Wednesday, December 1, 2010

Turkey and Construction

I like to read blogs and watch TED talks. So naturally, staying home with a fever allows me to catch up from Thanksgiving travel.

Tuned In had a great perspective on Turkey and Thanksgiving. How often do we cook turkey aside from Thanksgiving or order turkey from a restaurant?  I never considered this take on turkey. It was ingrained. I need to enhance my turkey perspective since i know that turkeys are now bred for Thanksgiving. Is this a sustainable practice?

Earlier I watched a builder (Dan Phillips) discuss the philosophical underpinning behind modern construction techniques/practices. he said there are two groups of people for which I am sure the spellings are completely wrong: Dionysians and Appelonians. The former demands perfection and elegance, brand new materials, constructed perfectly, no imperfections anywhere. This view of modern construction produces a lot of waste. Waste that this builder uses to build imperfect houses. And they are interesting! Clearly I am a practical Appelonian who can live with flaws. Things only need to be fixed when they cease to function. When they cease to function you harvest the parts, or break them, to create new parts.  His closing statement said that we have put vanity at the foundation of our lives. And this is not sustainable.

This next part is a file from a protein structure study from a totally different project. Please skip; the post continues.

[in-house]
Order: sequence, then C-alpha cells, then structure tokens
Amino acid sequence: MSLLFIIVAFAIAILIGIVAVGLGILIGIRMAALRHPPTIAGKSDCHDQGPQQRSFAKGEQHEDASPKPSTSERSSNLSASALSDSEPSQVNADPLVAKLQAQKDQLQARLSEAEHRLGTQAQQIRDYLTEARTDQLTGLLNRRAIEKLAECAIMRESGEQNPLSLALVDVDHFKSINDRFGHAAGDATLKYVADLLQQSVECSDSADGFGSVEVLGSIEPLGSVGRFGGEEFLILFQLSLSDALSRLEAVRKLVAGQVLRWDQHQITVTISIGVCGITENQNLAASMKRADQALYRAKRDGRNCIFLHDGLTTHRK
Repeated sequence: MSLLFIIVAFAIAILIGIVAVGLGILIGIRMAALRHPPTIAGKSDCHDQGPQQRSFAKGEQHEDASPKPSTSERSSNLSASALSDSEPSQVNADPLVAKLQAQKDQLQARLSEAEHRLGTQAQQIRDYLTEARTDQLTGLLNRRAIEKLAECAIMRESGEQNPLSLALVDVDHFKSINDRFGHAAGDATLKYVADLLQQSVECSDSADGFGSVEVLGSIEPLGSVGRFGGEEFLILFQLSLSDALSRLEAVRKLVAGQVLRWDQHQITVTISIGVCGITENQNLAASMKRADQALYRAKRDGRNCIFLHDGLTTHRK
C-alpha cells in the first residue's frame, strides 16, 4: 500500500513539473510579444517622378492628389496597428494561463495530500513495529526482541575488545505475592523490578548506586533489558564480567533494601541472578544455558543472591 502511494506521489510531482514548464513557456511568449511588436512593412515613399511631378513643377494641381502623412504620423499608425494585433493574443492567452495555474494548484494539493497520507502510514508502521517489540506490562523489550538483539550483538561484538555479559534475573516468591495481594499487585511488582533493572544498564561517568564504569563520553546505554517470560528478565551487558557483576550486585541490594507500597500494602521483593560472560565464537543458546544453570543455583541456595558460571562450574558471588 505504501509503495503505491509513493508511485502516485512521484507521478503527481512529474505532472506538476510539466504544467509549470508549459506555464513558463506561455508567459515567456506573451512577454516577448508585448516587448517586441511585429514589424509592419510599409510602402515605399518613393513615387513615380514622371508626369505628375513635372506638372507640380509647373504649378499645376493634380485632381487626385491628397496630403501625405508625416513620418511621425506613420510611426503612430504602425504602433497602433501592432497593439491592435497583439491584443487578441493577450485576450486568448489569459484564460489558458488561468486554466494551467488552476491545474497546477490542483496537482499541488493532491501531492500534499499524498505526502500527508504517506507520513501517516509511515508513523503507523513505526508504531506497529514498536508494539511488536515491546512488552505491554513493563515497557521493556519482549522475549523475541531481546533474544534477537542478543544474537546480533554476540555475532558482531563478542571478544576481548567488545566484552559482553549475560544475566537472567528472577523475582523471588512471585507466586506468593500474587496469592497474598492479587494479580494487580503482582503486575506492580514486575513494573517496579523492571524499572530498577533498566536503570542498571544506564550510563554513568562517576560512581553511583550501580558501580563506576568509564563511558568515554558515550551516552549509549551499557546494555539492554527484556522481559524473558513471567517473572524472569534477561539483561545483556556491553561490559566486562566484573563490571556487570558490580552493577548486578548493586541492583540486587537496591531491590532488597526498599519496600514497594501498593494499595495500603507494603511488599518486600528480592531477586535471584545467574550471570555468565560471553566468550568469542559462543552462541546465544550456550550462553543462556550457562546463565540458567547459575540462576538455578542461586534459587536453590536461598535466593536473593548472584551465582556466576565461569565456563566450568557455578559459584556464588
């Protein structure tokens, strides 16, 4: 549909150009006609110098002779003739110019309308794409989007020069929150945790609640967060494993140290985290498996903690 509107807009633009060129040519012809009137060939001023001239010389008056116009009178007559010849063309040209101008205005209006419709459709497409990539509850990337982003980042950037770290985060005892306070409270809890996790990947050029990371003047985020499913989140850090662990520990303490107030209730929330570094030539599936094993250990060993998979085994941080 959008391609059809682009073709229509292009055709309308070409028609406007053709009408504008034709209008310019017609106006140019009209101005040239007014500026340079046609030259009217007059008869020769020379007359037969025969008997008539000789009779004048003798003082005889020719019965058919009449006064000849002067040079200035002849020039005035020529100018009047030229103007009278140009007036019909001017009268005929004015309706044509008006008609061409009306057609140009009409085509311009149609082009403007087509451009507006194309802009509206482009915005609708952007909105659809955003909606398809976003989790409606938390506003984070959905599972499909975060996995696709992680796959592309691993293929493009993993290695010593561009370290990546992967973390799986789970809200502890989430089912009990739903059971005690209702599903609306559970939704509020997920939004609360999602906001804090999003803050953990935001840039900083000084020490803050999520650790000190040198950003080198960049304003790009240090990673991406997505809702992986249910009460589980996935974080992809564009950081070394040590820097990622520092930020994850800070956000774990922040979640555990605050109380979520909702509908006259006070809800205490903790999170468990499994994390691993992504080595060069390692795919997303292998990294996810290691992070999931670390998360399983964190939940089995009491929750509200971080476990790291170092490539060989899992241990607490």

This was a fascinating talk on many levels. So why blog about Turkey and Philosophical Construction Practices?  Both are ingrained into our perspective of how things are. Right Now. As a society we need to be concerned with how we want the future to unfold. We want our perspective to be rich, dense, and broad. This is how we make our traditions sustainable. We need to be aware of the consequences or at least put some forethought into what the consequences might be. Our founding fathers did and stated this. They wrote it down in many ways and acknowledged the imperfections both in the document itself and themselves. That is pretty profound and very rich in perspective.

We are failing in this regard. Our perspective is about wants in the here and now. We all need to get back to needs. And perhaps it starts with changing our perspective. Unless you try to serve ham at Thanksgiving.